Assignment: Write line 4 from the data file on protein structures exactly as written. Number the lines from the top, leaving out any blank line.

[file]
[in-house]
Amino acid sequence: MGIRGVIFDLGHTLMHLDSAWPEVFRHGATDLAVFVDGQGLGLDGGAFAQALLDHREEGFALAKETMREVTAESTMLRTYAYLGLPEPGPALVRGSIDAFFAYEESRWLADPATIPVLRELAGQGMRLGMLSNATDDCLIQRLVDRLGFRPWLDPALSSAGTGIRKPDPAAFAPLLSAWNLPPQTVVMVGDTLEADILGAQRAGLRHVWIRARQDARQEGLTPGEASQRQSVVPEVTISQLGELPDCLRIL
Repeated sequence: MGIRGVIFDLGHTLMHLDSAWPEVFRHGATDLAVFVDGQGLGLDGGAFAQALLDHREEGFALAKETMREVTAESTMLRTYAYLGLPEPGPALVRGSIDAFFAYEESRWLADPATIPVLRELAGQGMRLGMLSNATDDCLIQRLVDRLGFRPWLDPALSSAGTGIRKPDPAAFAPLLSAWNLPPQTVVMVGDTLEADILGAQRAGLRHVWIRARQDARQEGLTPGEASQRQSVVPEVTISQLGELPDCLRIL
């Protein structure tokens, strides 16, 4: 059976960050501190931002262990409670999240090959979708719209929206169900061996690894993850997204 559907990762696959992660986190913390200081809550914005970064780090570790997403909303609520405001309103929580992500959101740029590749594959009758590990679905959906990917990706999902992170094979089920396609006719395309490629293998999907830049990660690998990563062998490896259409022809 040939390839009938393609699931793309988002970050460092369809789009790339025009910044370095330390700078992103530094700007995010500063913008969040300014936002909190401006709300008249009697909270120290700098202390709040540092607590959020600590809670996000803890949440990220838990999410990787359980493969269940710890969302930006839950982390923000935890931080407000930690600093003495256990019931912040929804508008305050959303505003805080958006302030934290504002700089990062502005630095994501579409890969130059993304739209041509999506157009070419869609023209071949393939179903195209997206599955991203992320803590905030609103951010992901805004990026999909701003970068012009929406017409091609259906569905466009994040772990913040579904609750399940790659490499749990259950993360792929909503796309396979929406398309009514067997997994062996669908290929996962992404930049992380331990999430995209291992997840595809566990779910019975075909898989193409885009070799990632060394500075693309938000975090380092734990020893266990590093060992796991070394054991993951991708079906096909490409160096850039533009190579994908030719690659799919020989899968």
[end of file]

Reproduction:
């Protein structure tokens, strides 16, 4: 059976960050501190931002262990409670999240090959979708719209929206169900061996690894993850997204 559907990762696959992660986190913390200081809550914005970064780090570790997403909303609520405001309103929580992500959101740029590749594959009758590990679905959906990917990706999902992170094979089920396609006719395309490629293998999907830049990660690998990563062998490896259409022809 040939390839009938393609699931793309988002970050460092369809789009790339025009910044370095330390700078992103530094700007995010500063913008969040300014936002909190401006709300008249009697909270120290700098202390709040540092607590959020600590809670996000803890949440990220838990999410990787359980493969269940710890969302930006839950982390923000935890931080407000930690600093003495256990019931912040929804508008305050959303505003805080958006302030934290504002700089990062502005630095994501579409890969130059993304739209041509999506157009070419869609023209071949393939179903195209997206599955991203992320803590905030609103951010992901805004990026999909701003970068012009929406017409091609259906569905466009994040772990913040579904609750399940790659490499749990259950993360792929909503796309396979929406398309009514067997997994062996669908290929996962992404930049992380331990999430995209291992997840595809566990779910019975075909898989193409885009070799990632060394500075693309938000975090380092734990020893266990590093060992796991070394054991993951991708079906096909490409160096850039533009190579994908030719690659799919020989899968």